Although the Constitution’s Ex Post Facto Clause, Art. I, §9, cl. 3, prohibits applying a new Act’s higher penalties to pre-Act conduct, it does not prohibit applying lower penalties. See Calder v. Bull, 3 Dall. 386, 390–391 (1798); Collins v. Youngblood, 497 U. S. 37, 41–44 (1990).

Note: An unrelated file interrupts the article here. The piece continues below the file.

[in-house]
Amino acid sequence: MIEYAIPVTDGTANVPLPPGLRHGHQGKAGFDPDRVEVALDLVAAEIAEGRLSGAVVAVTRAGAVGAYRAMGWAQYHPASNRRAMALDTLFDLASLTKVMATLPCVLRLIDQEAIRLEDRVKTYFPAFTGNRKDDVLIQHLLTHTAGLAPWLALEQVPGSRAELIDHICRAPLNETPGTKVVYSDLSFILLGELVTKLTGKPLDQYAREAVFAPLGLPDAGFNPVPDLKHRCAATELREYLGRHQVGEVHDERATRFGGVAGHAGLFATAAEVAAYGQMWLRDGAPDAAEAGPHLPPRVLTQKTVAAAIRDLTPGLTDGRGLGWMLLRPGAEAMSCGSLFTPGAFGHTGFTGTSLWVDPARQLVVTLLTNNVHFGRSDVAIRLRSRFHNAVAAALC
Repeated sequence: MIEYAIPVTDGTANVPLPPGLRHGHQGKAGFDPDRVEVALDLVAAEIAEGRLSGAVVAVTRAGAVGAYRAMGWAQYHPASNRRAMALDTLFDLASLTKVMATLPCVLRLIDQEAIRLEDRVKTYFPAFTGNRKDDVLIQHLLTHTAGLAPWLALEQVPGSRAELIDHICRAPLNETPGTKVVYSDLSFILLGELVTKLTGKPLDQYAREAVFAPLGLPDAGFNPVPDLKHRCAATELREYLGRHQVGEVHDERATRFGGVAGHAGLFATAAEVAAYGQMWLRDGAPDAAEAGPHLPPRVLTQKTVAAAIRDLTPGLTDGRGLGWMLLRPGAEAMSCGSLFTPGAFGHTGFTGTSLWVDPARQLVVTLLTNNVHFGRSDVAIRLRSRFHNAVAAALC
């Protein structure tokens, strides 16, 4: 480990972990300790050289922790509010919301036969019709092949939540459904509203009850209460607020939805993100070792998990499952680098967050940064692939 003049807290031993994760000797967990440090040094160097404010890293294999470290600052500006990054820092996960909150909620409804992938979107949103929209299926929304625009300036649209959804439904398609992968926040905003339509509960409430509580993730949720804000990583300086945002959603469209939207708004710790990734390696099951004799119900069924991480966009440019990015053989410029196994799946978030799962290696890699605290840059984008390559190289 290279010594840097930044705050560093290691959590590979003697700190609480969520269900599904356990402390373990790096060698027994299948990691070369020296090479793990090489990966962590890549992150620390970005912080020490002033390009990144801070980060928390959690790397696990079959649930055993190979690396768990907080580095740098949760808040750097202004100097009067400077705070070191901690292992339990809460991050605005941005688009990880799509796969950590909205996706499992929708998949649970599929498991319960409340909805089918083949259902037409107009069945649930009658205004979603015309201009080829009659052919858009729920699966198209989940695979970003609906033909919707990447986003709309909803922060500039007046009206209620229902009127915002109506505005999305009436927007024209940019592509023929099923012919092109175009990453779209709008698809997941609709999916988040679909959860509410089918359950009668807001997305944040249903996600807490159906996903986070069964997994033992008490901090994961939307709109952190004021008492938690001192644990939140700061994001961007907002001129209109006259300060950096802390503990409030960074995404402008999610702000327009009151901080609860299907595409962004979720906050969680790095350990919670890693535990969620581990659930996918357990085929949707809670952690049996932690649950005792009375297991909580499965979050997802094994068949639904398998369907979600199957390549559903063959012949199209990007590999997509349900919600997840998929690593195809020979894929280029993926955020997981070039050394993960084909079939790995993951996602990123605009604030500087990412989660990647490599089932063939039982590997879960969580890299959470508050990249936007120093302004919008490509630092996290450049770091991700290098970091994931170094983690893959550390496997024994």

Calder must be one of the oldest cases cited on a somewhat regular basis–and it predates Marbury by 5 years.
And not to be outdone Scalia cites Marbury and Fletcher v. Peck.
Because “one legislature cannot abridge the powers of a succeeding legislature,” Fletcher v. Peck, 6 Cranch 87, 135 (1810), a statute is “alterable when the legislature shall please to alter it,” Marbury v. Madison, 1 Cranch 137, 177 (1803)